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About Samson

Key players in the New Wave of British Heavy Metal movement, at their commercial peak Samson blazed a trail of sonic fury in the late '70s and early '80s alongside contemporaries like Motörhead, Judas Priest, Diamond Head, and Iron Maiden. The latter band would play a key role in Samson's development, as they were frequent touring partners during the group's ascension. In 1981, after releasing a pair of highly respected albums (Head On and Shock Tactics), Samson's then-lead singer Bruce Bruce, better known by his given name Bruce Dickinson, left to join Iron Maiden as their new frontman. The ensuing years saw founder and namesake Paul Samson embark on a brief solo career, but despite industry volatility and multiple personnel changes, the band continued to turn out quality work well into the '90s -- Paul Samson's death in 2002 resulted in the band officially ceasing operations.

Formed in 1977 by guitarist and vocalist Paul Samson, the group went through the usual growing pains before settling on a lineup that consisted of Samson on guitar and vocals, Chris Aylmer on bass, and Barry Graham Purkis (more commonly known as Thunderstick) on drums, the latter of whom became a sort of cult figure with his ghoulish masks and propensity for playing inside of a locked cage. Released in 1979 by the Laser label, Survivors marked the band's debut, and though new vocalist Bruce Bruce appeared on the cover sheet, the LP was recorded before he officially joined.

Samson's sophomore effort, 1980's Head On, was the first to feature Bruce Bruce behind the mike, and peaked at number 34 on the U.K. albums chart, prompting the group to reissue Survivors with Dickinson handling vocal duties. They delivered another hard-hitting and well-received set of material with 1981's Shock Tactics, which managed to land the song "Riding with the Angels" on the U.K. singles chart. A confluence of bad luck involving poor management and a tanking record company reached a tipping point when Dickinson decided to take over as frontman for Iron Maiden, replacing Paul Di'Anno. Purkis also left the fold, forming his own band, Thunderstick, and was briefly replaced by Mel Gaynor, who would later go on to find success behind the kit with Simple Minds.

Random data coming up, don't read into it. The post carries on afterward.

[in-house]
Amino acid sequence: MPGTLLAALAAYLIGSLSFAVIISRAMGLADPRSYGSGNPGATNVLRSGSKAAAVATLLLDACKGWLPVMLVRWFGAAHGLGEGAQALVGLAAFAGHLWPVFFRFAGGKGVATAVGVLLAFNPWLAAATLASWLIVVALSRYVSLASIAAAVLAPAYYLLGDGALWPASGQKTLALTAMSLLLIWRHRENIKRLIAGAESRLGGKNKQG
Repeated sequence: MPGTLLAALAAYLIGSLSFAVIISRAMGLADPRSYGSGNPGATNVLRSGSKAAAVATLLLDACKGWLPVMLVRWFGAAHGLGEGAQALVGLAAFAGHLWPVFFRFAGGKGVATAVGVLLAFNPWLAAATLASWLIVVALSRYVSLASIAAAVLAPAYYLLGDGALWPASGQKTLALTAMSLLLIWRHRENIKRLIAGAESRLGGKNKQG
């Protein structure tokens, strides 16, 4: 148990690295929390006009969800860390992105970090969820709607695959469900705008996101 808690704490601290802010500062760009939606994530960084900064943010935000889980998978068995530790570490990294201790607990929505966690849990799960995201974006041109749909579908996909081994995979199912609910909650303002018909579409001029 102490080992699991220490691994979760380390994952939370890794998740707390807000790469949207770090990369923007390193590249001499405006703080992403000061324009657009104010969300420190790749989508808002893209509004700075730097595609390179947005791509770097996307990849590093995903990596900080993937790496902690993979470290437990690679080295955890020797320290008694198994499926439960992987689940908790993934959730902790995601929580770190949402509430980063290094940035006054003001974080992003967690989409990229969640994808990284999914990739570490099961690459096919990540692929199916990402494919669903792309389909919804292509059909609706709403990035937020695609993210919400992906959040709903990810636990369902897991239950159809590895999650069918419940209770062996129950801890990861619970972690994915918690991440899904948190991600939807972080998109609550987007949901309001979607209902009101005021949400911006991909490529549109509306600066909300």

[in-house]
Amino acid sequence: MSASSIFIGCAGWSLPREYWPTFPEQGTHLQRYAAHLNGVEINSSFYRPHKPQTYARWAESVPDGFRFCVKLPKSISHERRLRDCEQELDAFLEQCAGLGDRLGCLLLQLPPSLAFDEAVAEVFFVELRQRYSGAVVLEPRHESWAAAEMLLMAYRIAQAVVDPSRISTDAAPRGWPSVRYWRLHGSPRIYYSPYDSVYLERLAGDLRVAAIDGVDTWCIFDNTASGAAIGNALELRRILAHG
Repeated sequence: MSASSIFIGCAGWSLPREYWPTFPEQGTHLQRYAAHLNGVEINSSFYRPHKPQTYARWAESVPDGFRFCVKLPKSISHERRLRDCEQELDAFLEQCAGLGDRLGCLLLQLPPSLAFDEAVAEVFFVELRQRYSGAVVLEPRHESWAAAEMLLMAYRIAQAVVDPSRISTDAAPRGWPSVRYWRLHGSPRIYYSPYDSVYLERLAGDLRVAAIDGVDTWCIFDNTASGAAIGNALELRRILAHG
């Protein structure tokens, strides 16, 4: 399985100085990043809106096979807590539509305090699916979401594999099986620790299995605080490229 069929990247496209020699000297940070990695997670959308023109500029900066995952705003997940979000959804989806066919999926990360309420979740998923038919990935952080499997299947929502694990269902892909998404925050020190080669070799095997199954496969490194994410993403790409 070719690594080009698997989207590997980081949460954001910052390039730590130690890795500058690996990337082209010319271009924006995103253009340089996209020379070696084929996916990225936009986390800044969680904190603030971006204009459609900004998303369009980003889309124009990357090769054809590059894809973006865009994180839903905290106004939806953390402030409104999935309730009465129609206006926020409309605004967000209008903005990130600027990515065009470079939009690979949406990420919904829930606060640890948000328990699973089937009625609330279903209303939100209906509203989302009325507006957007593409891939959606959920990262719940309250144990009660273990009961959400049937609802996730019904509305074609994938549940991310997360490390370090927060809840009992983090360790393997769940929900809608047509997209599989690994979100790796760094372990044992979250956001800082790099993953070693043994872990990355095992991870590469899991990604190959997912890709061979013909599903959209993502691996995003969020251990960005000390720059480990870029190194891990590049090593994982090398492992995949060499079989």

Undeterred, Samson inked a deal with Polydor and recruited ex-Hackensack and Tiger vocalist Nicky Moore, as well as new drummer Pete Jupp. That crew helmed 1982's Before the Storm, which included the singles "Red Skies" and "Losing My Grip," both of which charted. After the release of 1984's Don't Get Mad, Get Even, the group more or less disbanded, with Paul Samson opting to go it alone, issuing 1986's Joint Forces as a solo record. He assembled a new crew for 1990's Refugee and 1993's Samson, and in 2000 he joined with Nicky Moore, Thunderstick, and Chris Aylmer for a series of reunion shows. The book was officially closed on the group in 2002, after Paul Samson succumbed to cancer. During that time he had been working with Moore on new material, which appeared on 2006's posthumous released P.S. ~ James Christopher Monger


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